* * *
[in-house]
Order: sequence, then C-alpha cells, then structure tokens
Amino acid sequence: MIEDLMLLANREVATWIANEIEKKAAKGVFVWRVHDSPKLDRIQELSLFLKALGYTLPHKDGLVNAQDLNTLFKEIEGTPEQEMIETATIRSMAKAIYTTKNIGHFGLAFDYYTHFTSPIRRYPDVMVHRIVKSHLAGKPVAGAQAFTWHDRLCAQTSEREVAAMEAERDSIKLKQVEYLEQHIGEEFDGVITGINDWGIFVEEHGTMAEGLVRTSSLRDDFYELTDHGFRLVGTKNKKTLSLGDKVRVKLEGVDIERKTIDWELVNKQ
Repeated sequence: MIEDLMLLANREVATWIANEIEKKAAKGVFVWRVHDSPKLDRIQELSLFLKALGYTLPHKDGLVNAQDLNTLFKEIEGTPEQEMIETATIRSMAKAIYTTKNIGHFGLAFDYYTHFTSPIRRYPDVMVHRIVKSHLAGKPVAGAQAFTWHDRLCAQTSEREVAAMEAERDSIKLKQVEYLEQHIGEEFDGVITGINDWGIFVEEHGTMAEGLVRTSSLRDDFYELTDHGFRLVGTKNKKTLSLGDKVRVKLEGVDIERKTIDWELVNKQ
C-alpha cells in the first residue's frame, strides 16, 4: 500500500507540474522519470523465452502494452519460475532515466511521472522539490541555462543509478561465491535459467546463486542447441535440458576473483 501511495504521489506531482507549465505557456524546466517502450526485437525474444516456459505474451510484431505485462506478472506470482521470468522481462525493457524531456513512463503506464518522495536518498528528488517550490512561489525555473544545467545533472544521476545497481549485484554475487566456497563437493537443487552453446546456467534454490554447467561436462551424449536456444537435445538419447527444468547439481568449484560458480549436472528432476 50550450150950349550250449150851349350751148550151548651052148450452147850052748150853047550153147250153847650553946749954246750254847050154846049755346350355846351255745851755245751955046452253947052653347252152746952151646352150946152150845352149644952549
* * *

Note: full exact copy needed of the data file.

[in-house]
Order: sequence, then C-alpha cells, then structure tokens
Amino acid sequence: MIEDLMLLANREVATWIANEIEKKAAKGVFVWRVHDSPKLDRIQELSLFLKALGYTLPHKDGLVNAQDLNTLFKEIEGTPEQEMIETATIRSMAKAIYTTKNIGHFGLAFDYYTHFTSPIRRYPDVMVHRIVKSHLAGKPVAGAQAFTWHDRLCAQTSEREVAAMEAERDSIKLKQVEYLEQHIGEEFDGVITGINDWGIFVEEHGTMAEGLVRTSSLRDDFYELTDHGFRLVGTKNKKTLSLGDKVRVKLEGVDIERKTIDWELVNKQ
Repeated sequence: MIEDLMLLANREVATWIANEIEKKAAKGVFVWRVHDSPKLDRIQELSLFLKALGYTLPHKDGLVNAQDLNTLFKEIEGTPEQEMIETATIRSMAKAIYTTKNIGHFGLAFDYYTHFTSPIRRYPDVMVHRIVKSHLAGKPVAGAQAFTWHDRLCAQTSEREVAAMEAERDSIKLKQVEYLEQHIGEEFDGVITGINDWGIFVEEHGTMAEGLVRTSSLRDDFYELTDHGFRLVGTKNKKTLSLGDKVRVKLEGVDIERKTIDWELVNKQ
C-alpha cells in the first residue's frame, strides 16, 4: 500500500507540474522519470523465452502494452519460475532515466511521472522539490541555462543509478561465491535459467546463486542447441535440458576473483 501511495504521489506531482507549465505557456524546466517502450526485437525474444516456459505474451510484431505485462506478472506470482521470468522481462525493457524531456513512463503506464518522495536518498528528488517550490512561489525555473544545467545533472544521476545497481549485484554475487566456497563437493537443487552453446546456467534454490554447467561436462551424449536456444537435445538419447527444468547439481568449484560458480549436472528432476 50550450150950349550250449150851349350751148550151548651052148450452147850052748150853047550153147250153847650553946749954246750254847050154846049755346350355846351255745851755245751955046452253947052653347252152746952151646352150946152150845352149644952549